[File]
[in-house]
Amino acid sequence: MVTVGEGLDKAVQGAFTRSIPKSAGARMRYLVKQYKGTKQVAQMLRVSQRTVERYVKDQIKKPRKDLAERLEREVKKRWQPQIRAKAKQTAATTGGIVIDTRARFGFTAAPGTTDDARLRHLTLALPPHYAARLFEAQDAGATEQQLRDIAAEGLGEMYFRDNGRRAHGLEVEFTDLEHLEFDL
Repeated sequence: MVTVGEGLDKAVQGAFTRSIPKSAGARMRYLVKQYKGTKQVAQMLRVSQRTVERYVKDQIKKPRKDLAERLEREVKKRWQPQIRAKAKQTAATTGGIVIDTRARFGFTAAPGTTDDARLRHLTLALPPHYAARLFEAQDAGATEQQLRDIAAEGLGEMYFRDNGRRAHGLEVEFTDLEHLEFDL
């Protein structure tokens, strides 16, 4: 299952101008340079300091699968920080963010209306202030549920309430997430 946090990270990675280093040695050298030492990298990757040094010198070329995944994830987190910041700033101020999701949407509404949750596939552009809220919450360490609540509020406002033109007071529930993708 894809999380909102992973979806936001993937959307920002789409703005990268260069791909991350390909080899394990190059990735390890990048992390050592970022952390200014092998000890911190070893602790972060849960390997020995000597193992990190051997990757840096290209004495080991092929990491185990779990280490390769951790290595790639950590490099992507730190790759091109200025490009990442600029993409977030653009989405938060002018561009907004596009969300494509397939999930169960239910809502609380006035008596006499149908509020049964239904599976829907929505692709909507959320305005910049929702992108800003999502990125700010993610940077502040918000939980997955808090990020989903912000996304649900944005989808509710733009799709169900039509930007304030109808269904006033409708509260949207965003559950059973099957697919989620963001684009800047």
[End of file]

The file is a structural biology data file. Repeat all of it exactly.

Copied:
[in-house]
Amino acid sequence: MVTVGEGLDKAVQGAFTRSIPKSAGARMRYLVKQYKGTKQVAQMLRVSQRTVERYVKDQIKKPRKDLAERLEREVKKRWQPQIRAKAKQTAATTGGIVIDTRARFGFTAAPGTTDDARLRHLTLALPPHYAARLFEAQDAGATEQQLRDIAAEGLGEMYFRDNGRRAHGLEVEFTDLEHLEFDL
Repeated sequence: MVTVGEGLDKAVQGAFTRSIPKSAGARMRYLVKQYKGTKQVAQMLRVSQRTVERYVKDQIKKPRKDLAERLEREVKKRWQPQIRAKAKQTAATTGGIVIDTRARFGFTAAPGTTDDARLRHLTLALPPHYAARLFEAQDAGATEQQLRDIAAEGLGEMYFRDNGRRAHGLEVEFTDLEHLEFDL
């Protein structure tokens, strides 16, 4: 299952101008340079300091699968920080963010209306202030549920309430997430 946090990270990675280093040695050298030492990298990757040094010198070329995944994830987190910041700033101020999701949407509404949750596939552009809220919450360490609540509020406002033109007071529930993708 894809999380909102992973979806936001993937959307920002789409703005990268260069791909991350390909080899394990190059990735390890990048992390050592970022952390200014092998000890911190070893602790972060849960390997020995000597193992990190051997990757840096290209004495080991092929990491185990779990280490390769951790290595790639950590490099992507730190790759091109200025490009990442600029993409977030653009989405938060002018561009907004596009969300494509397939999930169960239910809502609380006035008596006499149908509020049964239904599976829907929505692709909507959320305005910049929702992108800003999502990125700010993610940077502040918000939980997955808090990020989903912000996304649900944005989808509710733009799709169900039509930007304030109808269904006033409708509260949207965003559950059973099957697919989620963001684009800047």